Puppy Pipeline makes 1,000th pick up for 2019
Published 5:06 pm Thursday, December 12, 2019
As the decade draws to a close, the LaGrange Animal Shelter can proudly check a resolution off its list, and the city hopes to keep that momentum going.
Puppy Pipeline picked up the 1,000th animal from Troup County last weekend, and LaGrange Animal Shelter Supervisor Chris Bussey said the shelter hopes to send out one more group before the end of the year.
“We had, I think, 906 last year,” Bussey said. “We fell short of 1,000 last year, but we passed it this year, and we’re working on another transport. So, maybe we can hit 1,050 before the end of the year.”
Bussey said that Puppy Pipeline is having a clear impact on the shelter and the animals there by freeing up much needed space — meaning the shelter can hold on to adoptable dogs for longer.
“Anytime we can get our transport to go out on Puppy Pipeline, it helps out the space tremendously,” Bussey said. “As quick as we send the animals out, it seems like twice as many come in.”
LaGrange Mayor Jim Thornton said that while ideally all the animals would be able to find homes in the community, Puppy Pipeline filled a major need for local dogs.
“Our goal is to find good, loving homes for all the dogs in our local community,” Thornton said. “Unfortunately, we seem to have more dogs than we can handle locally, but it’s so much better to place the dog in a welcoming and loving environment, even if that’s in another community, than in a shelter. Thanks to the Puppy Pipeline we have been able to do just that. This program saves the life of the dog, gives the dog a welcoming home and brings joy to the family adopting the dog. It’s a great program.”
The shelter has also partnered with the LaGrange-Troup County Humane Society, PetSense and other community groups to help dogs find homes in the community, and it is working to hit a 90 percent save rate — the benchmark for no-kill shelters.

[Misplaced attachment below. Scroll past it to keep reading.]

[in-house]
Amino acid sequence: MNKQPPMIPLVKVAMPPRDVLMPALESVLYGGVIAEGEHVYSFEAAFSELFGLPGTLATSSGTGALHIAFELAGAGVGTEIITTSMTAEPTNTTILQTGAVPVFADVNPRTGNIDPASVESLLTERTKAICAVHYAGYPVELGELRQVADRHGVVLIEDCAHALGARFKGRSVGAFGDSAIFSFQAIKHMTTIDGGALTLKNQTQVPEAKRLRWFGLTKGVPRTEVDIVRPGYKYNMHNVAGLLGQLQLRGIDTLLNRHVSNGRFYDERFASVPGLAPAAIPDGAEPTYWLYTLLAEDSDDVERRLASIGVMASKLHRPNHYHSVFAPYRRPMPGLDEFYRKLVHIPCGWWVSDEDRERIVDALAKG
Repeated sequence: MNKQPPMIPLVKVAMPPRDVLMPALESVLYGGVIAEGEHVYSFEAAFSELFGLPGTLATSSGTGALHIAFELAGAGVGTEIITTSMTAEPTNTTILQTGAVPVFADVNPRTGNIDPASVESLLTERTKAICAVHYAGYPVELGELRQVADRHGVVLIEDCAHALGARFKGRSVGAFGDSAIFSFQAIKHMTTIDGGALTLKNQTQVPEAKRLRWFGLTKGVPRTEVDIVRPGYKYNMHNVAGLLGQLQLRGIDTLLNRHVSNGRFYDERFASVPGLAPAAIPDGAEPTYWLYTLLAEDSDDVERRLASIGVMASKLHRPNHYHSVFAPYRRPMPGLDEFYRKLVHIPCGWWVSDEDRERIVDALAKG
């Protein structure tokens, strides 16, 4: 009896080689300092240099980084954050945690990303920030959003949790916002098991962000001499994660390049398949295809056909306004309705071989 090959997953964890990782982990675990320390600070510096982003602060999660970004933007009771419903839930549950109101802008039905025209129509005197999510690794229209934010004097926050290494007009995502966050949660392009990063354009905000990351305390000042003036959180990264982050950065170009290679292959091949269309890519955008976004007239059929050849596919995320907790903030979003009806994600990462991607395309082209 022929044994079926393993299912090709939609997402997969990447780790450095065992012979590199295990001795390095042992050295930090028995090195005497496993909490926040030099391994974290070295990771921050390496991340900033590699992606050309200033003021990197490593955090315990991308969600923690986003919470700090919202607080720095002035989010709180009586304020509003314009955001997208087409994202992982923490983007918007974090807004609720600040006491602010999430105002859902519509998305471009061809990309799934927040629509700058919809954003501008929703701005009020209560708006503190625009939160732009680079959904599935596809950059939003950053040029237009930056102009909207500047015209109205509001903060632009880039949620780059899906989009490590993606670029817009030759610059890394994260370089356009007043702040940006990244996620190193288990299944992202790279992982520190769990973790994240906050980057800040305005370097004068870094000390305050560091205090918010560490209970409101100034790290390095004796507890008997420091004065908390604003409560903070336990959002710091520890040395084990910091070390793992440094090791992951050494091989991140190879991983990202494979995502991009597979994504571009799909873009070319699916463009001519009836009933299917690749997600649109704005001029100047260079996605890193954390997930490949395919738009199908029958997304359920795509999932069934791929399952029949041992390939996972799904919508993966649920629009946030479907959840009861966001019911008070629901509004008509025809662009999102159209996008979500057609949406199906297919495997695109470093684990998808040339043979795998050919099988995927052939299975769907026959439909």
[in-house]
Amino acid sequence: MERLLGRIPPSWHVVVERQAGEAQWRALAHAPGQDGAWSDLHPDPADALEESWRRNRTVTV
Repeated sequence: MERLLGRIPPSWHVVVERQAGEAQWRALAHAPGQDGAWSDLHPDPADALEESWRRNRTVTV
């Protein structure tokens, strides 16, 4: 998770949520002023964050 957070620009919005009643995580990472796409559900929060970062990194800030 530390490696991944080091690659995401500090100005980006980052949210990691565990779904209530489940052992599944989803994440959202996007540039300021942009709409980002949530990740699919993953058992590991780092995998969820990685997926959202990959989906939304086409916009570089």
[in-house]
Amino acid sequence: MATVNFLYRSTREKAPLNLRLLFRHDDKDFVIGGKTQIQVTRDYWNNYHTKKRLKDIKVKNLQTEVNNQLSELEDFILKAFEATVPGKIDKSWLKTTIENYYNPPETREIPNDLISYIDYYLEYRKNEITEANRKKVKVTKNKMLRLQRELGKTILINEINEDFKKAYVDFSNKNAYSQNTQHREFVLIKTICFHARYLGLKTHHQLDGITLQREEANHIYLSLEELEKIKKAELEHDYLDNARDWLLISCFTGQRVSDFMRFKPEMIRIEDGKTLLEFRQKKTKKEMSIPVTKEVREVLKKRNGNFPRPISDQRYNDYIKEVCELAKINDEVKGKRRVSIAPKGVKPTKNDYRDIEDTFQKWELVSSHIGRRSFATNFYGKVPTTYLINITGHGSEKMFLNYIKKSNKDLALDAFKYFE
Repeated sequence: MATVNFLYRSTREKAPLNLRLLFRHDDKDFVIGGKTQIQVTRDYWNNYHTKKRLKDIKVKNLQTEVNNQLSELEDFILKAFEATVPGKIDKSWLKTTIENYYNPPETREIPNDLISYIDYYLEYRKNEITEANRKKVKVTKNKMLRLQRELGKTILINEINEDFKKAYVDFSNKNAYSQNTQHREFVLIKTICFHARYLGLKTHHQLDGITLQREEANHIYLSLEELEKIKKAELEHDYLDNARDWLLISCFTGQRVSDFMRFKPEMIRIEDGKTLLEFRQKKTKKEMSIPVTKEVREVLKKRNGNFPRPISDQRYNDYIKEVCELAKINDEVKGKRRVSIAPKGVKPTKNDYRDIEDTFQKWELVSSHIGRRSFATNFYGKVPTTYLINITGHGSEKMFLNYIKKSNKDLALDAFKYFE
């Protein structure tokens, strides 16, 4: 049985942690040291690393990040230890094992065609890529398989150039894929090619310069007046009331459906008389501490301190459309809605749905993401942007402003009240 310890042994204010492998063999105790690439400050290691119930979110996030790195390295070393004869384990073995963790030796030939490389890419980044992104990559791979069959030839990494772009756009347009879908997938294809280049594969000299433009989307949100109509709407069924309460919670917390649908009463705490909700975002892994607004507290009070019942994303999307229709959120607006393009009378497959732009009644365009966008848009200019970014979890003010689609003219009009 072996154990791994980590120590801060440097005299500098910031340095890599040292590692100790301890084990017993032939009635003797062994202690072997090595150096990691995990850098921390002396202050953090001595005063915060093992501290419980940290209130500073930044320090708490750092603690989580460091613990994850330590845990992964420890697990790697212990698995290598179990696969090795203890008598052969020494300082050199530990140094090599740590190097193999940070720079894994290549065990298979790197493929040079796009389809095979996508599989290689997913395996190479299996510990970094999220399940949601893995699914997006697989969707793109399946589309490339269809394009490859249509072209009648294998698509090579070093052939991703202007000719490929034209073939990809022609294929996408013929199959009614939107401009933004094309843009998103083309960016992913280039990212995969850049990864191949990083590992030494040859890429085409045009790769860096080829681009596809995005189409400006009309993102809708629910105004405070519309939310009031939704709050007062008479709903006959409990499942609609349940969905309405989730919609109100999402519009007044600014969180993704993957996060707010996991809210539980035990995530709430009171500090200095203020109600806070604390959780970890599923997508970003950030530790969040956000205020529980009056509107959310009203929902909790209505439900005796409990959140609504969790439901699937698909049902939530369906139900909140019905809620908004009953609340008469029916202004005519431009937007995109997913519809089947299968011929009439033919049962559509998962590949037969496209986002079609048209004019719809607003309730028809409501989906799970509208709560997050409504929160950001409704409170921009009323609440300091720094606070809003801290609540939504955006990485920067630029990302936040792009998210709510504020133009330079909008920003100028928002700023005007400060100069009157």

“Hopefully, we can have more adoptions here locally in LaGrange,” Bussey said. “I know our adoption numbers are better this year versus last year as far as adoptions go, and hopefully, we can reach our 90 percent save rate.”
According to Bussey, the LaGrange Animal Shelter is currently between an 80 and 81 percent save rate, a dramatic improvement compared to past years. According to the LaGrange Police Department’s 2018 annual report, in 2017, 2,765 animals were impounded, and 1,226 were euthanized, putting the save rate around 65 percent.
Then 2018 saw major improvements with several new city policies and a stronger relationship with Puppy Pipeline. The year saw 2,812 dogs impounded and 795 euthanized, for a roughly 71.73 percent save rate.
Part of the improvement may also be attributed to higher adoption rates and events when adoption fees were waived. In December 2017, the LaGrange City Council voted to allow City Manager Meg Kelsey to waive adoption fees in instances she deems it necessary — like when the shelter is overcrowded. Some of those occasions have been paired with adoption events at locations throughout the community.
“We’re holding more offside adoptions where we can get more animals adopted,” Bussey said. “For the month of October, we had, I believe, right at 90 adoptions for the month. It was a shock to see that many adoptions when we did the end of the month report.”
According to Bussey, a range of roughly one to 15 animals are adopted from the shelter in a normal month, but the animal shelter has seen an increase in people from out of town adopting animals, especially at advertised off-site adoption events.
The final numbers for 2019 are not yet available, but Bussey was hopeful that the trend will continue. He said that local pet owners can help by registering their animals through Findingrover.com, volunteering with the LaGrange-Troup County Humane Society and donations.
“The Humane Society is always looking for volunteers,” Bussey said. “Right now, we are in need of towels for our cat room.”
The LaGrange-Troup County Humane Society has also requested donations of dog toys that will be sent home with dogs who are adopted.
To see the dogs up for adoption through the LaGrange-Troup County Humane Society, visit Lagrangehumane.org. Both the Humane Society and the LaGrange Animal Shelter are located at 1390 Orchard Hill Road in LaGrange.